7. *I recently went to Durham, NC with my son’s to a USA Baseball event.  One of the most noticeable things we recognized was the quality of their interstates and roadways. We found few, if any, poor roads, 6 and 7 lane interstates between and through all of the adjoining municipalities,  They also are developing light rail to service the surrounding communities such as Charlotte, Cary, Durham, and others.

    After some research, I discovered some similarities between Birmingham and the Charlotte/Durham area, and some significant differences. First, we share an abundance of colleges within a 100 mile radius, we have a substantial research industry, we have a minor league baseball team, and the population size is comparable. This is where the similarities end.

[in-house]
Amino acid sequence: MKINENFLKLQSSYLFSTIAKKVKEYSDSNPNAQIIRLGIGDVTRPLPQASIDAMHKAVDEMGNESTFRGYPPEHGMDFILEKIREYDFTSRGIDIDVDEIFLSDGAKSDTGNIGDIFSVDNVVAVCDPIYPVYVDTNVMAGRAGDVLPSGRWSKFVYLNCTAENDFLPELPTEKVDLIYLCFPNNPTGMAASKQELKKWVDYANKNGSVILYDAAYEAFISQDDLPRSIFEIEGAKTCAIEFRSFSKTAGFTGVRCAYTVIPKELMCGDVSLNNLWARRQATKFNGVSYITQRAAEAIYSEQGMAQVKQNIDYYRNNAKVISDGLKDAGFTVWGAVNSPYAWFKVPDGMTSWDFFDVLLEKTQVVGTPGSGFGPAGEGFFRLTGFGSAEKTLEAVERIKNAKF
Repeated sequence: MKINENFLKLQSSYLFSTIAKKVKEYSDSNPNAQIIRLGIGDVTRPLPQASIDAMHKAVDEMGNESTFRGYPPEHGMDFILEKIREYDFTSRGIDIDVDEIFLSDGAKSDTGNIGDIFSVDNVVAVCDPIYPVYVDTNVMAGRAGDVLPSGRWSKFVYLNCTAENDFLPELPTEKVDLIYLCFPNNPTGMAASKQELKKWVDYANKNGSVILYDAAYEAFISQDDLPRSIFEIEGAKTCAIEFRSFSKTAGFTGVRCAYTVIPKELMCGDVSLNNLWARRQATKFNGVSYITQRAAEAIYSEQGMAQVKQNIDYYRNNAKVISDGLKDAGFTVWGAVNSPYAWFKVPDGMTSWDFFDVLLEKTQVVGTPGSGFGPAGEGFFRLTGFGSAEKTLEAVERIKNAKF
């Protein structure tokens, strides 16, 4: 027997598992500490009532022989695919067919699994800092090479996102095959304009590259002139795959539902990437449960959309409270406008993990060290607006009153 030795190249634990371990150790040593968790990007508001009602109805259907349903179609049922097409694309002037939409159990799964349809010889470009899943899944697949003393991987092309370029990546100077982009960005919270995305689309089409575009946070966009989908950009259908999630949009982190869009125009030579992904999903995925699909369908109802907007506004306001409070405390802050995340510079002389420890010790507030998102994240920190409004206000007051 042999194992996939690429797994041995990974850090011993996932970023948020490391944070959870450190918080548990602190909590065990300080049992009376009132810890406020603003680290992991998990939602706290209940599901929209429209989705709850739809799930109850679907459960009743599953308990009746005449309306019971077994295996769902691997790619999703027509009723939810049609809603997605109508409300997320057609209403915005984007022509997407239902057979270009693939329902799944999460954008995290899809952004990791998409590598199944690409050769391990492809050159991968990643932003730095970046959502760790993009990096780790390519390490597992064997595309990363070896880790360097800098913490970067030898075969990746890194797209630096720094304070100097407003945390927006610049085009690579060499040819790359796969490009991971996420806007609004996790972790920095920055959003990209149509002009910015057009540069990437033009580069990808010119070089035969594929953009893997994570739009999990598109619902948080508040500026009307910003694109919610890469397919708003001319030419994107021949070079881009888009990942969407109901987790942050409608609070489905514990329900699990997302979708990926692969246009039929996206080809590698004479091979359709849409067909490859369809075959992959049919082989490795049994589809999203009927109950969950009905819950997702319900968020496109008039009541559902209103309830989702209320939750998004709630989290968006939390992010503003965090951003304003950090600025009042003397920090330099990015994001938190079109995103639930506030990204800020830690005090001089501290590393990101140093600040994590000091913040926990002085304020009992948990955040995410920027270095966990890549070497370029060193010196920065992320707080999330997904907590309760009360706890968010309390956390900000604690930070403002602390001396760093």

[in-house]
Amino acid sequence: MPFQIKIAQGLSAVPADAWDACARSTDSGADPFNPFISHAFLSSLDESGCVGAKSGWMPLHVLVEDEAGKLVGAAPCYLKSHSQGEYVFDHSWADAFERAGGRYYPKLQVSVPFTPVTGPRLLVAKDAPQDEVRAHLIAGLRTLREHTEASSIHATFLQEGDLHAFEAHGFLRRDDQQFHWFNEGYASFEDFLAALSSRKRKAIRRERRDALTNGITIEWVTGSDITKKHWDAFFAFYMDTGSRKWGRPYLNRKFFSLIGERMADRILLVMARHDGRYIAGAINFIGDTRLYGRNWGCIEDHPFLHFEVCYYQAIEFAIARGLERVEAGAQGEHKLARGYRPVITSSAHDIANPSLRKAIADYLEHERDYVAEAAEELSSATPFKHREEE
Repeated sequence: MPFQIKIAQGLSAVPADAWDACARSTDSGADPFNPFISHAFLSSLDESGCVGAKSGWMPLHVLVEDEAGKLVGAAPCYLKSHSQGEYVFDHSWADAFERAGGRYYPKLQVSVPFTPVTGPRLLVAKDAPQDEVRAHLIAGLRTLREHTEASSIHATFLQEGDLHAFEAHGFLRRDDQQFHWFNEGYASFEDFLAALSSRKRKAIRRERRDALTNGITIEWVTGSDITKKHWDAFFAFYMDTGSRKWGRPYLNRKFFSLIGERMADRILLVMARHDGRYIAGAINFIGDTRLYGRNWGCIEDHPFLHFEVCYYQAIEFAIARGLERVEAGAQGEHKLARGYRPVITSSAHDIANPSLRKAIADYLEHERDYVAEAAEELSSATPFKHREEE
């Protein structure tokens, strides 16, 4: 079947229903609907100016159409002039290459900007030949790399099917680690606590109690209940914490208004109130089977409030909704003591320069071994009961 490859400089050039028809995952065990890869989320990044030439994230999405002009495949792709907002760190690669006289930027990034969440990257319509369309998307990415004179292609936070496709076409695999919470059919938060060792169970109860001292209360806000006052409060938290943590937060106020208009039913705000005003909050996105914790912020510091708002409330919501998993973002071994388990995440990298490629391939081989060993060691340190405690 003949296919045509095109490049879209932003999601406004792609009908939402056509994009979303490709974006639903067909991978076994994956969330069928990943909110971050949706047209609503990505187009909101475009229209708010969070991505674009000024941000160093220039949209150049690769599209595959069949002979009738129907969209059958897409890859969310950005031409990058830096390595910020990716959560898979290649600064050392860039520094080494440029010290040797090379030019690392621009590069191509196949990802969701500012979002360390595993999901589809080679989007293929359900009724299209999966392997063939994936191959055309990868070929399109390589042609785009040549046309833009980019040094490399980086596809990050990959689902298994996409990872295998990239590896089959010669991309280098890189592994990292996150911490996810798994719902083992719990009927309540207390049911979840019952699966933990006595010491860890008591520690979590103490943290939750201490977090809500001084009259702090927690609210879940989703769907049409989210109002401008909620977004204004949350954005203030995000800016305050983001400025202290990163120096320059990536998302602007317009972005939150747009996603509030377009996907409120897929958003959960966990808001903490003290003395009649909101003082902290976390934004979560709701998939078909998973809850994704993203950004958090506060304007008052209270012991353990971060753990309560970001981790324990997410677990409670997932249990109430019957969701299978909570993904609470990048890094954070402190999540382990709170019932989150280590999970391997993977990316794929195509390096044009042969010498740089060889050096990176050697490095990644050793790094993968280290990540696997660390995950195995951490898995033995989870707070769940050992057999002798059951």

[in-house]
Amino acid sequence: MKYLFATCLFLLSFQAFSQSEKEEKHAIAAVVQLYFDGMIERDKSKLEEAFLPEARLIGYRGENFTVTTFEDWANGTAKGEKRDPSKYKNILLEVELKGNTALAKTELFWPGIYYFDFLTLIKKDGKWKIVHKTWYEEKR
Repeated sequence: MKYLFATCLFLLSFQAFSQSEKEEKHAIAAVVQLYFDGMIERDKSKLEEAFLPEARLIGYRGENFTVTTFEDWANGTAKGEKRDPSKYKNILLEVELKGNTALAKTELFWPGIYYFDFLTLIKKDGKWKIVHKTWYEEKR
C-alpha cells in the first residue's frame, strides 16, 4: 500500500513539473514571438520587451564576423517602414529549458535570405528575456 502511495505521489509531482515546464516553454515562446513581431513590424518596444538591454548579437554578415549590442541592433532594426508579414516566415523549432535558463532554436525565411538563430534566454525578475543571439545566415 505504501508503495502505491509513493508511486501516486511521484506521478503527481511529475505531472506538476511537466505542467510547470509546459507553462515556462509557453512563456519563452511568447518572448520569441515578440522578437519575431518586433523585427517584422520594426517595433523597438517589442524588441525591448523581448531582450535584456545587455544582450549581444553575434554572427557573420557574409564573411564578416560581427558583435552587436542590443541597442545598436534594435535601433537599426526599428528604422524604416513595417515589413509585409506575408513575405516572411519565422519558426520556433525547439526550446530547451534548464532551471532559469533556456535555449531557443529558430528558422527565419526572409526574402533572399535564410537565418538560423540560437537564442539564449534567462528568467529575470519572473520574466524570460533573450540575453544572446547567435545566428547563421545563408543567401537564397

The NC Highway Department employs a large amount of engineers, who by the way, are graduates from local colleges.  They plan well, design well, and implement well.  They hold road contractors to a higher standard.  The Charlotte/Durham has a research triangle that is not just set up for one type research.

    The Birmingham/Jefco/Shelby interstate system is a travesty and embarrassing.  Our colleges compete instead of cooperate.  We have no regional plan and we all refuse compromise and reason together.